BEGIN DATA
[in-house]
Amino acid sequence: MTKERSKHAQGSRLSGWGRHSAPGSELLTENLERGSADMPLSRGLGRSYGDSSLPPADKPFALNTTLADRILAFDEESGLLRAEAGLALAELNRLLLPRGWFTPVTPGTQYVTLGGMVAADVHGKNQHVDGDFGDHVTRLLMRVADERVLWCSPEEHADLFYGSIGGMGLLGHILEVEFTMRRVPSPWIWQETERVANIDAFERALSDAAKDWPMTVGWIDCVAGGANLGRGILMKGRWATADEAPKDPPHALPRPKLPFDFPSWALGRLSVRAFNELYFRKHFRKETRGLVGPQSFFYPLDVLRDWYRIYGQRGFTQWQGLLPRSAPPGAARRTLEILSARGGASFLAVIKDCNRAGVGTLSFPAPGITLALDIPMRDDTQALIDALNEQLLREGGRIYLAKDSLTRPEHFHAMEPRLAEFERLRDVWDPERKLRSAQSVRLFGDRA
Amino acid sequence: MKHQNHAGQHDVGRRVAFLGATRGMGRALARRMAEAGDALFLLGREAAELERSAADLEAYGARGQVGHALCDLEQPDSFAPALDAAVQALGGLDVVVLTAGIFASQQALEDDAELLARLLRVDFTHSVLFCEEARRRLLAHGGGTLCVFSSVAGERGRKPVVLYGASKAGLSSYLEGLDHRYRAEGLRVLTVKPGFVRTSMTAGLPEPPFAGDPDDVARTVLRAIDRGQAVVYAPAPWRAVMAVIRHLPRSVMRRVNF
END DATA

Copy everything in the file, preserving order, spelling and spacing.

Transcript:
[in-house]
Amino acid sequence: MTKERSKHAQGSRLSGWGRHSAPGSELLTENLERGSADMPLSRGLGRSYGDSSLPPADKPFALNTTLADRILAFDEESGLLRAEAGLALAELNRLLLPRGWFTPVTPGTQYVTLGGMVAADVHGKNQHVDGDFGDHVTRLLMRVADERVLWCSPEEHADLFYGSIGGMGLLGHILEVEFTMRRVPSPWIWQETERVANIDAFERALSDAAKDWPMTVGWIDCVAGGANLGRGILMKGRWATADEAPKDPPHALPRPKLPFDFPSWALGRLSVRAFNELYFRKHFRKETRGLVGPQSFFYPLDVLRDWYRIYGQRGFTQWQGLLPRSAPPGAARRTLEILSARGGASFLAVIKDCNRAGVGTLSFPAPGITLALDIPMRDDTQALIDALNEQLLREGGRIYLAKDSLTRPEHFHAMEPRLAEFERLRDVWDPERKLRSAQSVRLFGDRA
Amino acid sequence: MKHQNHAGQHDVGRRVAFLGATRGMGRALARRMAEAGDALFLLGREAAELERSAADLEAYGARGQVGHALCDLEQPDSFAPALDAAVQALGGLDVVVLTAGIFASQQALEDDAELLARLLRVDFTHSVLFCEEARRRLLAHGGGTLCVFSSVAGERGRKPVVLYGASKAGLSSYLEGLDHRYRAEGLRVLTVKPGFVRTSMTAGLPEPPFAGDPDDVARTVLRAIDRGQAVVYAPAPWRAVMAVIRHLPRSVMRRVNF